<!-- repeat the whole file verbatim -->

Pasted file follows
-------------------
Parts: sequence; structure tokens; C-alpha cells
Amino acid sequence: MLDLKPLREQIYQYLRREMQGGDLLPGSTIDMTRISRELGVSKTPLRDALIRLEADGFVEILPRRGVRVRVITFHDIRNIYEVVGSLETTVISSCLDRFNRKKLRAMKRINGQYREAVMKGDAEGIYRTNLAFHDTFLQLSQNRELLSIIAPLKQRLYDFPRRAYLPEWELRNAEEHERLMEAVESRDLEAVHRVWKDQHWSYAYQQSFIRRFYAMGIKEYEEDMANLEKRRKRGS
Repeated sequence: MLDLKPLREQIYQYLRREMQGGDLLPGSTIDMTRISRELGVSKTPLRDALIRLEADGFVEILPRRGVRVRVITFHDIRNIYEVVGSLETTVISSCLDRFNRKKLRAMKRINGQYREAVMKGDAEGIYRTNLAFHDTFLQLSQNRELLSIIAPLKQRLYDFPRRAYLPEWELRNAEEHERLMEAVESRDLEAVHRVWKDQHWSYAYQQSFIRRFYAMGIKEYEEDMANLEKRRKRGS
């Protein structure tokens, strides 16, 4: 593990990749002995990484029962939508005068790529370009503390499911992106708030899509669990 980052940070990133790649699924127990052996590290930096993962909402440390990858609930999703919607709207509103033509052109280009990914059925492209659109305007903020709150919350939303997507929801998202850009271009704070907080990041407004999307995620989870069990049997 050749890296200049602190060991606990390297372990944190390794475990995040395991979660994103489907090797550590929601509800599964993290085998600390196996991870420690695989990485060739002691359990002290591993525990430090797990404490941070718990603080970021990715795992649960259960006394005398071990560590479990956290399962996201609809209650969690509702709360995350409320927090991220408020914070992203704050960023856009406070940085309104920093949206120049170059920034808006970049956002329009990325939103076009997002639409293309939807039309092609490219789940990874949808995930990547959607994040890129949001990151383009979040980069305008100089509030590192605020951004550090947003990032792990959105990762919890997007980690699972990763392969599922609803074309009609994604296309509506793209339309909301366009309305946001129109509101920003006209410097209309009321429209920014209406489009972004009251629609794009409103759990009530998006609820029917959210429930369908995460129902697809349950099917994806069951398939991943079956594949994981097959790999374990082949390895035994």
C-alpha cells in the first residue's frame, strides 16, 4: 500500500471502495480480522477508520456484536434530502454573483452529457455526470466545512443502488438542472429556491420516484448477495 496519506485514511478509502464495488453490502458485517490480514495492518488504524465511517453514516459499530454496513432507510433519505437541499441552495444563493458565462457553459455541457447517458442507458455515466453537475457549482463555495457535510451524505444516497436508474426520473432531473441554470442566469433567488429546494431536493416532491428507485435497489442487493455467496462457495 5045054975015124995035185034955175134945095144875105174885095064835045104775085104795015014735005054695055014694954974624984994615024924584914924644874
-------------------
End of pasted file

Parts: sequence; structure tokens; C-alpha cells
Amino acid sequence: MLDLKPLREQIYQYLRREMQGGDLLPGSTIDMTRISRELGVSKTPLRDALIRLEADGFVEILPRRGVRVRVITFHDIRNIYEVVGSLETTVISSCLDRFNRKKLRAMKRINGQYREAVMKGDAEGIYRTNLAFHDTFLQLSQNRELLSIIAPLKQRLYDFPRRAYLPEWELRNAEEHERLMEAVESRDLEAVHRVWKDQHWSYAYQQSFIRRFYAMGIKEYEEDMANLEKRRKRGS
Repeated sequence: MLDLKPLREQIYQYLRREMQGGDLLPGSTIDMTRISRELGVSKTPLRDALIRLEADGFVEILPRRGVRVRVITFHDIRNIYEVVGSLETTVISSCLDRFNRKKLRAMKRINGQYREAVMKGDAEGIYRTNLAFHDTFLQLSQNRELLSIIAPLKQRLYDFPRRAYLPEWELRNAEEHERLMEAVESRDLEAVHRVWKDQHWSYAYQQSFIRRFYAMGIKEYEEDMANLEKRRKRGS
């Protein structure tokens, strides 16, 4: 593990990749002995990484029962939508005068790529370009503390499911992106708030899509669990 980052940070990133790649699924127990052996590290930096993962909402440390990858609930999703919607709207509103033509052109280009990914059925492209659109305007903020709150919350939303997507929801998202850009271009704070907080990041407004999307995620989870069990049997 050749890296200049602190060991606990390297372990944190390794475990995040395991979660994103489907090797550590929601509800599964993290085998600390196996991870420690695989990485060739002691359990002290591993525990430090797990404490941070718990603080970021990715795992649960259960006394005398071990560590479990956290399962996201609809209650969690509702709360995350409320927090991220408020914070992203704050960023856009406070940085309104920093949206120049170059920034808006970049956002329009990325939103076009997002639409293309939807039309092609490219789940990874949808995930990547959607994040890129949001990151383009979040980069305008100089509030590192605020951004550090947003990032792990959105990762919890997007980690699972990763392969599922609803074309009609994604296309509506793209339309909301366009309305946001129109509101920003006209410097209309009321429209920014209406489009972004009251629609794009409103759990009530998006609820029917959210429930369908995460129902697809349950099917994806069951398939991943079956594949994981097959790999374990082949390895035994």
C-alpha cells in the first residue's frame, strides 16, 4: 500500500471502495480480522477508520456484536434530502454573483452529457455526470466545512443502488438542472429556491420516484448477495 496519506485514511478509502464495488453490502458485517490480514495492518488504524465511517453514516459499530454496513432507510433519505437541499441552495444563493458565462457553459455541457447517458442507458455515466453537475457549482463555495457535510451524505444516497436508474426520473432531473441554470442566469433567488429546494431536493416532491428507485435497489442487493455467496462457495 5045054975015124995035185034955175134945095144875105174885095064835045104775085104795015014735005054695055014694954974624984994615024924584914924644874